What’s this got to do with Labour? Let me continue.

Psychiatrists see a further step in the gaslighting process, an escalation if you will. If the abuser cannot affect the way the victim sees themselves, they will try to affect the way everyone else sees the victim. This takes the form of character assassination, lying, mud-slinging, or even fabrication of events, so that the abuser might claim that they were the one abused. Pejorative terms are often used to justify treatment and ward others off – the victim is “needy,” they are “toxic,” they are “dishonest” and so on. The ultimate aim of this is a form of control. The victim feels that people will not see them for themselves, but will instead see only the misinformation that has been spread about them, and thus they withdraw from the world for fear of further abuse from friends, family members, and their wider community. There have been documented cases of victims of such abuse being attacked by people in their community as a result of effective gaslighting. I should know. I was one of them.

Let’s bring this back to Labour. By branding its new members as “thugs”, “a mob,” “Trotskyists” (worth noting that being a Trotskyist is no bad thing. Loosely, I’m one. But the context makes it pejorative), or “Nazi stormtroopers,” there is a linguistic attempt to sideline them, and justify negative behaviour. If, as some within the party suggest, the membership are all nasty people, intent on the downfall of the party or the British state, then it is entirely fair and legitimate to deny them voting rights, to view them with contempt, and so on. I should say, firmly, that I do not for one moment believe that Tom Watson, or John Mann, are setting out on a deliberate programme of psychological manipulation. What I am saying is that by constantly undermining the new members, branding them with names, slotting them into antagonistic categories, the Labour Party is doing itself no favours, and could, indeed, be spreading the seeds of its own demise.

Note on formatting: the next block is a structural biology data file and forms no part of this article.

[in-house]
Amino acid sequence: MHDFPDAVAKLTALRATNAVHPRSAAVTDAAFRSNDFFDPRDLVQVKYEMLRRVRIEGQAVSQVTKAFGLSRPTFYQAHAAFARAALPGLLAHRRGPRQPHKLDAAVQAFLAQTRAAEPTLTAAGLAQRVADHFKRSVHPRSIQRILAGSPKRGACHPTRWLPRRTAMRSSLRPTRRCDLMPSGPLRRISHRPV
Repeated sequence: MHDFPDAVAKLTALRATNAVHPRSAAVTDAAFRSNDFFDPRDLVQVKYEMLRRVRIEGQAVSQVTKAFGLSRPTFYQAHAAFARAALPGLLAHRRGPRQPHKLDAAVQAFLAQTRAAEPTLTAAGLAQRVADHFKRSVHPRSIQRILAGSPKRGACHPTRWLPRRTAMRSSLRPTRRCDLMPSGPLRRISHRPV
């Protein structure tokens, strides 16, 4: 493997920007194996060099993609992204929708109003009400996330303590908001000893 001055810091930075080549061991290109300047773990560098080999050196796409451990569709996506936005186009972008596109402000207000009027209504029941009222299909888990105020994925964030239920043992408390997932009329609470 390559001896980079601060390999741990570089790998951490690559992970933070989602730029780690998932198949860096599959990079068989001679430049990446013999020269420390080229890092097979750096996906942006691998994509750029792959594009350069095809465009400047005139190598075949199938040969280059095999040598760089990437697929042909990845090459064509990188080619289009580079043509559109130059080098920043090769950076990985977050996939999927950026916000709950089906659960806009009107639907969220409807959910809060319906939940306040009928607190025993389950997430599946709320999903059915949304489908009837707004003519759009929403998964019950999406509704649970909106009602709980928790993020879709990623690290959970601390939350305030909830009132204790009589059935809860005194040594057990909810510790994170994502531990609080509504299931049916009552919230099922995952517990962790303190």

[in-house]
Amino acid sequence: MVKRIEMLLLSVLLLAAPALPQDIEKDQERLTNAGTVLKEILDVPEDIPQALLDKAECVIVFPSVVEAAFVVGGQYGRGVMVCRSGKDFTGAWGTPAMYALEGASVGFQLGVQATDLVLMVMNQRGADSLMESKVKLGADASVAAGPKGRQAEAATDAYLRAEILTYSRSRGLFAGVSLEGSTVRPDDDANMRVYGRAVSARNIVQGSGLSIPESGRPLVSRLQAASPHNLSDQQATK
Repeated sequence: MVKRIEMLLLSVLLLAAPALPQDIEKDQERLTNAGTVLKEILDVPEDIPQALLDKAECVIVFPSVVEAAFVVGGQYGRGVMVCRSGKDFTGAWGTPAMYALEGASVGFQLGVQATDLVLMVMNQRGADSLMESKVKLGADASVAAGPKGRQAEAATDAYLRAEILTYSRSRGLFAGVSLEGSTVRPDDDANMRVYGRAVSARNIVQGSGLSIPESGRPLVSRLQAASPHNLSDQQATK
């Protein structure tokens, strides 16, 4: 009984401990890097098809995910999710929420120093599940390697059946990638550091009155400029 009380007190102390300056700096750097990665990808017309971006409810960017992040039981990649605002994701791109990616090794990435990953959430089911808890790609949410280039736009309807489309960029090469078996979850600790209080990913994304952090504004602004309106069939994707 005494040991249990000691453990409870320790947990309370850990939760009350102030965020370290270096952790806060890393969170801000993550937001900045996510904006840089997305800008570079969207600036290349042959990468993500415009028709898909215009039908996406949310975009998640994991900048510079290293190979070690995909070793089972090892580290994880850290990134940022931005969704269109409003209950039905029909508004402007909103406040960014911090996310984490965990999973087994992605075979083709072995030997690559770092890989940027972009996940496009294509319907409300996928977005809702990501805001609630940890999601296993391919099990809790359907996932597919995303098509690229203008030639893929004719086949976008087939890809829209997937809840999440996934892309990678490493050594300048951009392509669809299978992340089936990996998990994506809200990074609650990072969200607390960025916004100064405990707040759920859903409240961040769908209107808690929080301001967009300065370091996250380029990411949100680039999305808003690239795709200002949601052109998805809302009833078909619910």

Going out on a limb here, I’d suggest that many of the new Labour members joined for the “right” reasons. The prospect for post-Brexit Britain is frightening for progressives, so we get involved in politics. We’ve had a Tory government in one form of another for nearly seven years now, thus, we get involved in politics. We, perhaps, see Corbyn (for all his considerable faults) as an antidote to the neo-liberal consensus, so we get involved in politics. My experience of going to Momentum meeting is very different from my experience with other far left groups. I recently went to a meeting of Leeds Momentum. About seventy-odd people of various creeds, colours, ages, sexualities, gender identities and ages discussed the local issues, talked about the leadership campaign, mapped out our ideas for building effective opposition, and then went to the local pub.

Somehow we did all of this with our arms intact, and not one of us invaded Poland.